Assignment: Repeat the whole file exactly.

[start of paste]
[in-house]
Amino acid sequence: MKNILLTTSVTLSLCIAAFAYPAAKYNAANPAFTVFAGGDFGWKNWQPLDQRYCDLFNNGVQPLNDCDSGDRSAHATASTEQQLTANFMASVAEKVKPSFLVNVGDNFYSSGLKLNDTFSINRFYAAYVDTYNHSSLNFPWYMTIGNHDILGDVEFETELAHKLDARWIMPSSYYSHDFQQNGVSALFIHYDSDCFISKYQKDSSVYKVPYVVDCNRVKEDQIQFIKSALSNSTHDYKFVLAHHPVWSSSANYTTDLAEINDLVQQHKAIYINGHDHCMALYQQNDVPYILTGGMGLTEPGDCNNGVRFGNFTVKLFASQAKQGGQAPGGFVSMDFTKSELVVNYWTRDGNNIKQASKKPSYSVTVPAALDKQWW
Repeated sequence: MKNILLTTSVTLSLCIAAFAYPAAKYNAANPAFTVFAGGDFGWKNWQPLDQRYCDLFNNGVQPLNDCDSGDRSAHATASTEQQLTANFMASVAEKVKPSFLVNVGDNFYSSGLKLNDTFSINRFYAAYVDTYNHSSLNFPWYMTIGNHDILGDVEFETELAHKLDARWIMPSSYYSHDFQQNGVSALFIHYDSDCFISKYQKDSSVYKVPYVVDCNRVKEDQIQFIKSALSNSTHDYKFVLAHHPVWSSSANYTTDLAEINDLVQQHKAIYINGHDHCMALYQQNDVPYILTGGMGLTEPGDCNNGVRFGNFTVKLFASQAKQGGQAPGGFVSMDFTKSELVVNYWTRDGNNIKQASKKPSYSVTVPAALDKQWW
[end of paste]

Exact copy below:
[in-house]
Amino acid sequence: MKNILLTTSVTLSLCIAAFAYPAAKYNAANPAFTVFAGGDFGWKNWQPLDQRYCDLFNNGVQPLNDCDSGDRSAHATASTEQQLTANFMASVAEKVKPSFLVNVGDNFYSSGLKLNDTFSINRFYAAYVDTYNHSSLNFPWYMTIGNHDILGDVEFETELAHKLDARWIMPSSYYSHDFQQNGVSALFIHYDSDCFISKYQKDSSVYKVPYVVDCNRVKEDQIQFIKSALSNSTHDYKFVLAHHPVWSSSANYTTDLAEINDLVQQHKAIYINGHDHCMALYQQNDVPYILTGGMGLTEPGDCNNGVRFGNFTVKLFASQAKQGGQAPGGFVSMDFTKSELVVNYWTRDGNNIKQASKKPSYSVTVPAALDKQWW
Repeated sequence: MKNILLTTSVTLSLCIAAFAYPAAKYNAANPAFTVFAGGDFGWKNWQPLDQRYCDLFNNGVQPLNDCDSGDRSAHATASTEQQLTANFMASVAEKVKPSFLVNVGDNFYSSGLKLNDTFSINRFYAAYVDTYNHSSLNFPWYMTIGNHDILGDVEFETELAHKLDARWIMPSSYYSHDFQQNGVSALFIHYDSDCFISKYQKDSSVYKVPYVVDCNRVKEDQIQFIKSALSNSTHDYKFVLAHHPVWSSSANYTTDLAEINDLVQQHKAIYINGHDHCMALYQQNDVPYILTGGMGLTEPGDCNNGVRFGNFTVKLFASQAKQGGQAPGGFVSMDFTKSELVVNYWTRDGNNIKQASKKPSYSVTVPAALDKQWW